We do this for the 45-year old. We often do not do this for the 15-year old LGBT+ teenager.
People who sin in ways we do not are usually hurting people. We should know this because we are also hurting people who know what it has been like to try to overcome various sins in our lives – even as mature believers. In light of this, I am convicted that we’ll tell this composite 45-year old man something we won’t tell the 15-year old LGBT+ youth. I guess it’s some kind of warped system where we decide that people need to know how sinful and immoral they are so we push them out into their immorality so that they will experience destruction and repent and come back to us so that we can tell them how much they are unconditionally loved.
This troubles me and causes my heart to ache. I care about 15-year old LGBT+ youths as much as I do 45-year adults who’ve made a mess of their lives. We all do it. How on earth can we expect that teenagers will be any different?
I want to tell that 15-year old teenager that Jesus loves them…HE LOVES YOU unconditionally. This is Biblical counseling…it’s a great place to start.
I refuse to moralize the 15-year old gay teen and present her with a tightly wrapped box of God that demonstrates why I am in the box and she is outside the box. I refuse to do that. Why? Because I’ve seen the underlying, unspoken, unheard pain that gay teenagers experience through their sexual development. There is shame. There is self-hatred. There is fear of rejection. There is fear of conditional love. And there are often suicidal thoughts.
I am not so interested in proving to this teenager why his underlying romantic desires are sinful. I am more interested in establishing a foundation of safety where his life can be preserved. If his life is preserved because he is encountered with unconditional love, then we are better able to keep that teenager in the church. And the longer he can stay in the church, the more we can help him overcome his underlying, unspoken pain…by the powerful, unmatched, unconditional love of God. We can convince him that his life is extremely valuable – which it is! – if for no other reason than the fact that he is God’s child.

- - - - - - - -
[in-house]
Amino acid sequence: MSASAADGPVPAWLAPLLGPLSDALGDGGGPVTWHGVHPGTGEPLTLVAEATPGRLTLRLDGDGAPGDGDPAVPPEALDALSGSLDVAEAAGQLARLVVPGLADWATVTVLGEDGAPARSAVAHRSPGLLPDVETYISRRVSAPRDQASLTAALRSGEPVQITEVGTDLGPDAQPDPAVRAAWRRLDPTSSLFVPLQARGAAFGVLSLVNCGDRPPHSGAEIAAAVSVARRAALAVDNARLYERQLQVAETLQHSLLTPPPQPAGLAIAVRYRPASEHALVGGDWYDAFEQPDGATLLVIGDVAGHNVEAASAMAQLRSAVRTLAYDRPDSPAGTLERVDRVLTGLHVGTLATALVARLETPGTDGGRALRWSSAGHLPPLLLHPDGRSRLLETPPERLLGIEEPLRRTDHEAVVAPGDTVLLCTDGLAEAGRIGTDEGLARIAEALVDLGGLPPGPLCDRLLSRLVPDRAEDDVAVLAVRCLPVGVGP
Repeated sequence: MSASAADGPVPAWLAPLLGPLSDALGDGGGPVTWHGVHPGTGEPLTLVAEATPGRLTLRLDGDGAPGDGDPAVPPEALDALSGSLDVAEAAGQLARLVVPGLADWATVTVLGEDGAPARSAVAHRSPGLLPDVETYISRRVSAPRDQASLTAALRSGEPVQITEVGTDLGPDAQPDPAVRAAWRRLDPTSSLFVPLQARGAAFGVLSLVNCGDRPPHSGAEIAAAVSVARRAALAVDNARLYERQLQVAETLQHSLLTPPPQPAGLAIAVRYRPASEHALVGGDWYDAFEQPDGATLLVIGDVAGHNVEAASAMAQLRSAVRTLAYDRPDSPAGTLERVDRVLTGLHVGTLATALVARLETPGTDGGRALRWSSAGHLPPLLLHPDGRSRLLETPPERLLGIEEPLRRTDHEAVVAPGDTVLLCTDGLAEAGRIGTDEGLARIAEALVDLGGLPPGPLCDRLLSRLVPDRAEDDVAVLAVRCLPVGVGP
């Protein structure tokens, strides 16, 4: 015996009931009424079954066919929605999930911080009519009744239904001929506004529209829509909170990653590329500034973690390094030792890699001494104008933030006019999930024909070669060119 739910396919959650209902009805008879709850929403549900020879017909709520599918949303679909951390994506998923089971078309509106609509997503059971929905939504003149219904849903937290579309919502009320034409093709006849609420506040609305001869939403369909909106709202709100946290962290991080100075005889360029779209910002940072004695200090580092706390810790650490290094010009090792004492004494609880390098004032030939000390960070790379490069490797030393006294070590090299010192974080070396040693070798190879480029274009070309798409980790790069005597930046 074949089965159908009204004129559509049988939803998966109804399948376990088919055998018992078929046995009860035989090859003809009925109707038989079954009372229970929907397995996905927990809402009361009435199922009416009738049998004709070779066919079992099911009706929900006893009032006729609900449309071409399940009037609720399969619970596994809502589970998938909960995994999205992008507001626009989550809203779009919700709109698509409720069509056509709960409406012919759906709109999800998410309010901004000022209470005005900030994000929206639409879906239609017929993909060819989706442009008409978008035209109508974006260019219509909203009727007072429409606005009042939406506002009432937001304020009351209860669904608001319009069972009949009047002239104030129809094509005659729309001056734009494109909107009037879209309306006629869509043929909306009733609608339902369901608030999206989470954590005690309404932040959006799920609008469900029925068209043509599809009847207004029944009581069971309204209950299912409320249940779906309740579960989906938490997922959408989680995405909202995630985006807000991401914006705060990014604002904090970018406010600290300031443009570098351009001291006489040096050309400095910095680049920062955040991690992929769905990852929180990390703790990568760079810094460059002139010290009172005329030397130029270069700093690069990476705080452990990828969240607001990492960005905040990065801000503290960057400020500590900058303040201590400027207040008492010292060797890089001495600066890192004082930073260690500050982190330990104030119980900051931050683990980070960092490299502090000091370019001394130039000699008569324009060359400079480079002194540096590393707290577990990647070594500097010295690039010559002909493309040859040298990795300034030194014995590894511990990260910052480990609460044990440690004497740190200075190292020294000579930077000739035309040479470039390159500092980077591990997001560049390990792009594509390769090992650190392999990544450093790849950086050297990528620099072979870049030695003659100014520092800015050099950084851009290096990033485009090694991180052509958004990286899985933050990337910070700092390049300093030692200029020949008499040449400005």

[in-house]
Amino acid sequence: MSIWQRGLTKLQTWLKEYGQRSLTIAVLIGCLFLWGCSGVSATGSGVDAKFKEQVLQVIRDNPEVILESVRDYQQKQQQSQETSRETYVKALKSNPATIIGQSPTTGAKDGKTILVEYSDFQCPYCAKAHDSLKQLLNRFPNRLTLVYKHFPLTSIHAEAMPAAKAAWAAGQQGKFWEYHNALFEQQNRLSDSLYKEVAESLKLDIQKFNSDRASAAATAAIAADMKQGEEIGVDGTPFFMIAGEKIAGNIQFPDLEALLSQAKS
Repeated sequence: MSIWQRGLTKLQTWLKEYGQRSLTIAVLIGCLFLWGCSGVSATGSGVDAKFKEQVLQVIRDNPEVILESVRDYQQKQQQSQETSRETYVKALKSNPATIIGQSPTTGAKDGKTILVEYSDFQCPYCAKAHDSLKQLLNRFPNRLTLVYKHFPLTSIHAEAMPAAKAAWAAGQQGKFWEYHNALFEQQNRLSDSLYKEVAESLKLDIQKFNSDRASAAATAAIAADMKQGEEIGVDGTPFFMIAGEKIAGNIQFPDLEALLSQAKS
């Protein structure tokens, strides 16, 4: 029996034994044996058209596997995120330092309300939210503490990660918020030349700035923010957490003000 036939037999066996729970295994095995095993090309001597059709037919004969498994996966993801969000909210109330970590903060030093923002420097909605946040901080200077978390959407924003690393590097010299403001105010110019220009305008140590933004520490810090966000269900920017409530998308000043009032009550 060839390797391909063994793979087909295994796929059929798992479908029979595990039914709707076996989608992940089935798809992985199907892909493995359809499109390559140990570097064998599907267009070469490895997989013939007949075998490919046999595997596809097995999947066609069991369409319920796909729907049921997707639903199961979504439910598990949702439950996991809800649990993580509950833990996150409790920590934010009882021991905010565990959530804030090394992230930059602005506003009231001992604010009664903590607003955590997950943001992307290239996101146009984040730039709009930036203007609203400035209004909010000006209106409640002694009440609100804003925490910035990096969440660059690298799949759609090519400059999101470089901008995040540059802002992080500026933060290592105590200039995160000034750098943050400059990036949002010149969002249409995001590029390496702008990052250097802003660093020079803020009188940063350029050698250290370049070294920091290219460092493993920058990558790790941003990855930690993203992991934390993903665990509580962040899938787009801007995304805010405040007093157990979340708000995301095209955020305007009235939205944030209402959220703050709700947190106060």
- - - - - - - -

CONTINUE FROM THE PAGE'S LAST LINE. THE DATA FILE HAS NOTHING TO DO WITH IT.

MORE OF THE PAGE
This does not mean that we avoid moral truth…it simply means that we present that truth very, very carefully. We certainly do not LEAD with it. Show me a person struggling with any sin showing up in the pastoral care office of a local church, and I’ll show you a pastor who patiently engages them recognizing that the sin is not likely to go away until they understand just how much God loves them and forgives them of ALL their sins. But show me a LGBT+ teen and I’ll show you a number of pastors who feel they’ve disappointed Jesus if they don’t tell – kindly tell – the teen just how sinful homosexuality is. That teen likely needs a healthy, heterosexual, pastoral, fatherly figure in their life to feed the deficit in their soul. Instead, they get a moral rock lobbed at them.
Such teens walk out the door of the church and they never come back. Pastors walk away saying, I guess she didn’t want help. Lost in the matter is the biased treatment that this 15-year old teen receives from us compared to the 45-year old man who has committed a load more sin.
My friends, I will protect such youth! I will protect them because Jesus loves them. I will protect them because suicide sickens me. I will protect them because I know what pushes young people toward suicide. Suicide is a great temptation for those who feel as if the world operates in a box that they cannot fit into. The pressure of expectation builds. The guilt of personal failure builds. The oppression of temptation builds. The hurt of condemnation builds. The rejection of conditional love builds. Soon, they get wrapped up so tightly inside that they can no longer see a way out. Death starts to look better than life…
God forbid me to argue about gay teenager suicide statistics when there are young people in our youth groups every week who are contemplating suicide as the answer to escape the pain they feel. As the Apostle Paul might say, May it never be! May I never do this to a young person…
As founder and president of LTH, I take the risk of suicide very seriously. If you are suicidal, please click here for helpful resources. I simply cannot miss the opportunity to tell you that God unconditionally loves you. He cares deeply for you. He has a great plan for your life. He wants to help you get through whatever pain you might be experiencing that is leading you to consider taking your life. His great Gospel is for you, my friend.
God sees the entire person that you are. He loves you and He wants to bless you and use you to be a blessing to other people. We want to be a support for you. If you need help, simply click here for various resources that are available.
If you ever need to talk with someone and cannot reach family or a close friend or your counselor or pastor, I want you to know this: I invite you to contact us at (978) 212-9630. You are very valuable and special to God…and to us. Jesus wants to comfort you, and we want to help you. So if you are in crisis, you contact me if you are unable to find local support. My toll-free number lists my cell phone number if you need to reach me immediately. Know that someone is here to listen…
God bless you.